Category Archives: Economy

Chicago Tribune rips apart McCain’s mortgage plan

this sunday, the chicago tribune, one of america’s staunchest conservative papers, tore into mccain’s mortgage plan:

Exactly three sentences after vowing to halt the spending spree, he unveiled a plan for the federal government to buy every bad mortgage and refinance it at taxpayer expense. “Is it expensive?” he asked. “Yes. But we all know, my friends, until we stabilize home values in America, we’re never going to start turning around and creating jobs and fixing our economy.”

It also looks like a much worse bargain for the Treasury than the Paulson plan. The latter would buy mortgage-backed securities at a premium over today’s fire sale prices, and then sell them later once the market has stabilized and prices have risen. In theory, the government could make a profit.

Not so with the McCain program. It would take a loss upfront. Say you have a $250,000 mortgage on a house worth $200,000. The government would pay off the original loan and then offer you $200,000 in a low, fixed-rate, 30-year mortgage. That means eating $50,000 right away. If your house later rises in value, the taxpayers would not get a share of the windfall, another departure from Paulson’s approach.

mccain boasted that this was his own plan, not bush’s and not obama’s. well there might be a reason no one else  thought this would be a good idea…



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Are windmills an earmark?

hardly a day goes by without the mccain camp bemoaning earmarks and quixotically vowing to eliminate them. mccain’s called them the “gateway to corruption”, he’s attacked obama for failing to cut them from the budget, he’s pretty much made this the central component of his budget plan.

but how much are these earmarks actually costing us?

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Members of “Economists for McCain” trash McCain

wow, this really takes the cake:

Many of the professional economists who formally endorsed John McCain’s economic plan are expressing bewilderment with his most recent proposal to rectify the home mortgage crisis.

some quotes from the economists:

Michael Connolly, an economics professor at the University of Miami, called the idea “Robin Hood economics.”

“It will provide an incentive for people to default [on their loans],” he warned. “And they might get rid of their negative equity and take the subsidy and default on their next loan too.”

Houston Stokes, a professor at the University of Illinois at Chicago, said he didn’t agree that the government should “pay a face value” due to the moral hazard it created.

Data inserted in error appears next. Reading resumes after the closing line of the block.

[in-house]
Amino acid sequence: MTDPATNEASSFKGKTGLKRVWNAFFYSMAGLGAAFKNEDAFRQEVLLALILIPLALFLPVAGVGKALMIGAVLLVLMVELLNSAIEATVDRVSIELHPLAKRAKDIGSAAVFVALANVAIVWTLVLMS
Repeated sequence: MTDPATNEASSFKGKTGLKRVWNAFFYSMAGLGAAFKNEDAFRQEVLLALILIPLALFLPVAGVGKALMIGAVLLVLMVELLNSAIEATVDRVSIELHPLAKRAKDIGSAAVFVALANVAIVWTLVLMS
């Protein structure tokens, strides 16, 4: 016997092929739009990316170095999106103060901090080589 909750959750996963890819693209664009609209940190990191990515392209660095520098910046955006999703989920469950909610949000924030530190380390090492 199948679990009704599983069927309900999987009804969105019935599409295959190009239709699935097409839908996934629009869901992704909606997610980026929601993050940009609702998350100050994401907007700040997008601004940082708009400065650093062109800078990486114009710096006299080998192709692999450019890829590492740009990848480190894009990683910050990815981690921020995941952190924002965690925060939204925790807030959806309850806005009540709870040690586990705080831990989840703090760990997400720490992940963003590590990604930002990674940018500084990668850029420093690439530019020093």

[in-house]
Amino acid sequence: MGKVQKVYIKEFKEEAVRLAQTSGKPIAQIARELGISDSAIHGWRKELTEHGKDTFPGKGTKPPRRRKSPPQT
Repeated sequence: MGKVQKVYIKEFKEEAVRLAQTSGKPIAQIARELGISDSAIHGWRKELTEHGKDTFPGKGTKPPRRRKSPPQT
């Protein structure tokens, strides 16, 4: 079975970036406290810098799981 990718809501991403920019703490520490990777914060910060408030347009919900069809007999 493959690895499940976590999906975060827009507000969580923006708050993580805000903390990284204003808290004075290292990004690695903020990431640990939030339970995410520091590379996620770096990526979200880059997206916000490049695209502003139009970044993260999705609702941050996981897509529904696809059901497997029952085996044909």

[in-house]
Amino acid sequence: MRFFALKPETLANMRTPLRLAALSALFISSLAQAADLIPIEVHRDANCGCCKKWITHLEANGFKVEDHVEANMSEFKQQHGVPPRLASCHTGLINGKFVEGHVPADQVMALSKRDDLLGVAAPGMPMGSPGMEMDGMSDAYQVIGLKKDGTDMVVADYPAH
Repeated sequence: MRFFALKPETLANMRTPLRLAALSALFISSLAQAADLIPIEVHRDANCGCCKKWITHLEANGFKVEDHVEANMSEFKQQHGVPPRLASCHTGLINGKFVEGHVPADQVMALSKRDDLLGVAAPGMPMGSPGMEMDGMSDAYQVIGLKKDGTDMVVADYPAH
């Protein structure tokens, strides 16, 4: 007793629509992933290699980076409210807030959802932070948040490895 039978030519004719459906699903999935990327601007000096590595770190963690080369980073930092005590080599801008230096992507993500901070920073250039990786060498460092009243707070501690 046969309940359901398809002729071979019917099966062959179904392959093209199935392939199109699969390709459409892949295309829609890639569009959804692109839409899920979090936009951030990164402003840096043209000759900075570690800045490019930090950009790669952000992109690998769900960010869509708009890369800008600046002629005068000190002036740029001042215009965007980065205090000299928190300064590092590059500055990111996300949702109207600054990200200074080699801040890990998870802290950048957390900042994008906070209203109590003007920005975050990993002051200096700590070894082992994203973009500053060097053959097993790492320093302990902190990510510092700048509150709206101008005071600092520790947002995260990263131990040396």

“These guys got themselves into a jam and it is now their problem,” he said. “We should not overpay. We should buy these mortgages at the lowest price… I don’t want to be accused of helping out the Wall Street types.”

after mccain made the stunning announcement during the debates, obama immediately released a counter ad stating that mccain’s plan would shift the burden from the lenders to the taxpayers.

as CNN’s factcheck describes:

McCain previously supported renegotiating mortgages with lenders, who would take losses. His economic adviser, Douglas Holtz-Eakin, told reporters Wednesday that McCain now believes having the government pay the entire value of the loans is “the only way” to begin stabilizing the housing market “in a timely fashion.”

having taxpayers foot the bill for $300 billion of bad mortgages?

this isn’t just socialism, it’s lunacy.

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Why do economists hate John McCain?

is it just another MSM/left-wing conspiracy, or is it possible that john “i will buy $300 billion of bad mortgages” mccain is absolutely clueless when it comes to the economy?

according a recent poll conducted by the Economist, the majority of respondents were highly critical of mccain’s economic plans and his ability to lead the nation through the financial crisis.

some excerpts from the article:

Even among Republicans Mr Obama has the edge: 46% versus 23% say Mr Obama has the better grasp of the subject. “I take McCain’s word on this one,” comments James Harrigan at the University of Virginia ..

“John McCain has professed disdain for ‘so-called economists’, and for some the feeling has become mutual,” says Erik Brynjolfsson, a professor at the Massachusetts Institute of Technology Sloan School of Management. “Obama’s team is mainstream and non-ideological but extremely talented.”